Glossary

Hans Christian Andersen was not successful in love but found it easy to associate with women. There was no particular hormonal disposition behind this. Rather it was connected with the fact that his social status in many respects resembled the classical role of women: he was a treasure, and treasures should be seen and not heard!

'Give me a bride! My blood wants love, as my heart does'


By Lise Sørensen

Riborg Voigt, the love of Andersen's youth

Hans Christian Andersen was a grown man of twenty five when he met the one he called his first love. He reacted like a young boy, with blushes, tears and absolute confusion. There are indications that he felt like an old bachelor even then.
He was both too mature and too immature for the situation. Only four years before, he had sat, a grown-up among boys, in Slagelse Grammar School, where, if anything, he was treated even more condescendingly than the rest, being shrewd and knowledgeable but backward in writing and such-like accomplishments. He was to grow at record speed, leaving a lot lying fallow.
In his diary he wrote, under March 1826:
"Got reprimanded for Greek. 'You're a dullard! You don't read, either.' He was angry with us all; it was a bad showing."
And the next day: "Reprimanded for Latin . . . " etc., etc.

Sophie Ørsted, daughter of Andersen's friend, the renowned Danish physicists H. C. Ørsted.

He at length became a young student in Copenhagen. Now he might write again, something his benefactors had forbidden him while at school. And he did not need telling twice. His first efforts included the poem "The Dying Child", which almost made him famous, and the eccentric little book A journey on Foot from Holmen's Canal to the Eastern Tip of Amager, an account of a short walk which early revealed his talent for getting a lot out of little.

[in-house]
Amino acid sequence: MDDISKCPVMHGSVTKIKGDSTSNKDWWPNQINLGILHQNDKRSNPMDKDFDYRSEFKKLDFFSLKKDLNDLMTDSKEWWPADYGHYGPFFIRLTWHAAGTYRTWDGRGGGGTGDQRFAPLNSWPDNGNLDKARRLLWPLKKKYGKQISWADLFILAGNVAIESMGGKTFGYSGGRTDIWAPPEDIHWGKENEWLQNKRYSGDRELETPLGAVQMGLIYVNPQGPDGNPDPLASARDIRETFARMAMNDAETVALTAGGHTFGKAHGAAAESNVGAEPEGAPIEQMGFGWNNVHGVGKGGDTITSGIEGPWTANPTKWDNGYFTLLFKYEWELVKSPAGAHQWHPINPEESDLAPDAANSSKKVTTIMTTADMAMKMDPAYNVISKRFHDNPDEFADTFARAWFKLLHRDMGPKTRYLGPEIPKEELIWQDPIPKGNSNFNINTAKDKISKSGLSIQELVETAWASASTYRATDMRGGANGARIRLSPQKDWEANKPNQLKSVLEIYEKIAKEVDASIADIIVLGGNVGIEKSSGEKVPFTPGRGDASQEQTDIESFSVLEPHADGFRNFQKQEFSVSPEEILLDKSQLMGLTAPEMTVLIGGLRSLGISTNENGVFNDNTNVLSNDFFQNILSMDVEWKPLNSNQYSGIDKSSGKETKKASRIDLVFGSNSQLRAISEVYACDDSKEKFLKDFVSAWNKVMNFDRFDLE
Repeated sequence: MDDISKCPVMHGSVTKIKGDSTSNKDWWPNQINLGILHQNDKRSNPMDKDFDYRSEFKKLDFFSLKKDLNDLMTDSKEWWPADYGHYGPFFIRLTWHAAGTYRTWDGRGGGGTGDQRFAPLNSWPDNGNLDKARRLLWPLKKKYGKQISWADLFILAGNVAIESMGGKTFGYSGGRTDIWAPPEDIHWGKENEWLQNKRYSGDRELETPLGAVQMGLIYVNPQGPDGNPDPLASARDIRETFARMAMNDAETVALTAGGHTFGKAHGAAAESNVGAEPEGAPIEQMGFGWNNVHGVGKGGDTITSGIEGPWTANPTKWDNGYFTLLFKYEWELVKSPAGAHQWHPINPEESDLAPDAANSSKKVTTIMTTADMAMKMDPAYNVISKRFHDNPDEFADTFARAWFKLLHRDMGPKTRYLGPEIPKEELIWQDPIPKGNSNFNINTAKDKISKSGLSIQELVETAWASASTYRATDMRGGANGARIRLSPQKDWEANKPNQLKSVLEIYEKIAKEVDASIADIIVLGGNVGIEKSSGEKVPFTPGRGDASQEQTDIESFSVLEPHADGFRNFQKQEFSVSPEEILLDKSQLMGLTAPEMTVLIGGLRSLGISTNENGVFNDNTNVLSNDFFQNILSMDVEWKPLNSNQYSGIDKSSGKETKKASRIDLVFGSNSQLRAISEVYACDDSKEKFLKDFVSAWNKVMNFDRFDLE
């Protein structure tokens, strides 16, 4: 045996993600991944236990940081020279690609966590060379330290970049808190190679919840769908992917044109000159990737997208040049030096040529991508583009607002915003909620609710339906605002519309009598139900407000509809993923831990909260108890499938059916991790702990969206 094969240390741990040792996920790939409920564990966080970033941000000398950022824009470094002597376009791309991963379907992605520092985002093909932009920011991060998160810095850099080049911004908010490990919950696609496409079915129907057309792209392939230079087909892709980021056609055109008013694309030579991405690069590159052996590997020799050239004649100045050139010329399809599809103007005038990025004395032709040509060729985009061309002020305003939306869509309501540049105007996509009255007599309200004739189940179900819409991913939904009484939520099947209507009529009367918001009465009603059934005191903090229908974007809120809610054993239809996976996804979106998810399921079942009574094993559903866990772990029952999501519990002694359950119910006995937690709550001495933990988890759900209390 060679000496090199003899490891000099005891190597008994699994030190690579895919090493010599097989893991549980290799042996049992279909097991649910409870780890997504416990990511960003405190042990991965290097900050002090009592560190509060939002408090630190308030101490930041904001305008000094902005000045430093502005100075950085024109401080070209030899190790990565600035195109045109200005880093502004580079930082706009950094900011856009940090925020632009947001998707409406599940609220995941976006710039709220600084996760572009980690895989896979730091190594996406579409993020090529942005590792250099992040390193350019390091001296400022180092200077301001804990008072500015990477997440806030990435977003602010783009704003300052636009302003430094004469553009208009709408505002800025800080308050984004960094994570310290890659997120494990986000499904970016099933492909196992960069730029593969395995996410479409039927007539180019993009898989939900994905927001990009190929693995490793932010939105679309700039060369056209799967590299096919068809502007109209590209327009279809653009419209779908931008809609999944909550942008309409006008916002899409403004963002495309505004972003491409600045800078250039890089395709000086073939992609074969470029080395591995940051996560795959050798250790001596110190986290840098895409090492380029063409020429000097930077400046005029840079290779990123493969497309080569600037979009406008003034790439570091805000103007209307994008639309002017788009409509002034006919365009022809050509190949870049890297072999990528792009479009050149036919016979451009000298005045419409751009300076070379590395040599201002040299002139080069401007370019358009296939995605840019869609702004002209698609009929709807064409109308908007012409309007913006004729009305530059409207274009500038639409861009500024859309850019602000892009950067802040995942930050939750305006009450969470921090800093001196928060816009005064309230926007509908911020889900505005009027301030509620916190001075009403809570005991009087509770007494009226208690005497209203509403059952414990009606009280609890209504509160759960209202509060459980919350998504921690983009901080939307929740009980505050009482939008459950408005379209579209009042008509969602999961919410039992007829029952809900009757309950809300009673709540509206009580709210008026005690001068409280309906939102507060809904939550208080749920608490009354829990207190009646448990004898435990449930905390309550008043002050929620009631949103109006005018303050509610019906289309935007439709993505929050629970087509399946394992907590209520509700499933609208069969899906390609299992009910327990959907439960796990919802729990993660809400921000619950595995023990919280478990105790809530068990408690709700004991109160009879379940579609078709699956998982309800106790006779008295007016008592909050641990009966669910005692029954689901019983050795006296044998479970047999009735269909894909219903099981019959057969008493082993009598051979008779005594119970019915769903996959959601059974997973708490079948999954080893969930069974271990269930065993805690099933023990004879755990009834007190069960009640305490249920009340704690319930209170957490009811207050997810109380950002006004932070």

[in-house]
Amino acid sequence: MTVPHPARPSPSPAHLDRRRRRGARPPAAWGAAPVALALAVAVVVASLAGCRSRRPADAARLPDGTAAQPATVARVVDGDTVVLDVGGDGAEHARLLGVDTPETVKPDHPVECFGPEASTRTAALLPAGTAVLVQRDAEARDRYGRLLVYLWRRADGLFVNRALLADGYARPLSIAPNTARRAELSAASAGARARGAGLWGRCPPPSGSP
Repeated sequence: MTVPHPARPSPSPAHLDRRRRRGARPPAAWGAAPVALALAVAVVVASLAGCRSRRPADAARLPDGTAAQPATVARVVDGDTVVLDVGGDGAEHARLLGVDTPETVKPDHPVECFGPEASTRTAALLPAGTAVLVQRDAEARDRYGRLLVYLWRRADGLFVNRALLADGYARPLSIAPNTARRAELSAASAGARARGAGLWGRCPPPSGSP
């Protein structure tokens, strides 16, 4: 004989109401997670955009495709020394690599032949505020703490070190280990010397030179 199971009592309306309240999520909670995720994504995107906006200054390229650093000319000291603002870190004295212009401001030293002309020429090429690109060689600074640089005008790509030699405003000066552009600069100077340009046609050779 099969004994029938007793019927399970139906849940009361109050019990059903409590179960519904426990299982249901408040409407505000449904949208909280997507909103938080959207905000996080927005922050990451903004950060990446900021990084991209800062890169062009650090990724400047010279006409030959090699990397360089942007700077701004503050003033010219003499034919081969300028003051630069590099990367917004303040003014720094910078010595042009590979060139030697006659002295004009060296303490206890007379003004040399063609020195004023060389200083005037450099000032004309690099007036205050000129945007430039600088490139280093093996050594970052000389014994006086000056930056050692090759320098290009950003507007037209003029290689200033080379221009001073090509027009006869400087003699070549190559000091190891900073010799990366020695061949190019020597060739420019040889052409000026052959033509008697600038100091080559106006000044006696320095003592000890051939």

In 1830 the grand traveller-to-be at last obtained the wherewithal for a rather longer journey, among other places to the towns of his native island of Funen. At Fåborg there was a fellow-student, Voigt, he wanted to visit. He put up at the town's inn and the next morning was received by the eldest daughter of the house, the twenty-year-old Riborg.

For some years Andersen was secretly infatuated with Louise, the youngest daughter of his benefactor Jonas Collin.

At tea, she voiced her enthusiasm for the Journey on Foot and the poems. She blushed, was pretty and, "What means more to me, natural".
Returning to the inn, he asked the maid, casually as it were, whom the Voigt girls were engaged to.
They were not engaged; that is to say, the eldest, Riborg, had a sweetheart her parents were set against, a chemist's son they thought was not up to much - which of course was bound to make the young couple all the keener.

Collin's house in Copenhagen.

His normal egoistic self must have told him that here was a good chance. But as always he hushed it and listened to the good heart, the innocent brotherly thought, which whispered to him: "Poor girl! So she's hopelessly in love!"
Thus, in a way, they were in the same boat. Sympathy deepened in a tragic and delicious fashion. He was in the house a good deal, and they talked freely and pleasantly together; but in the first place he tried to take it all as an experience.
That autumn, Riborg accompanied a sick friend to Copenhagen, and took care to inform Andersen of her arrival. He was in such a flurry that when he opened the door to her he asked after the sick lady, a complete stranger to him. She blushed for him, as one may well understand. He was involved in a serious comedy he was unable to perform. Courting also has its spelling, of which he knew little, and what little he did know did not whet his appetite. Like orthography, it was something any student could cope with, and actually beneath his dignity to take seriously.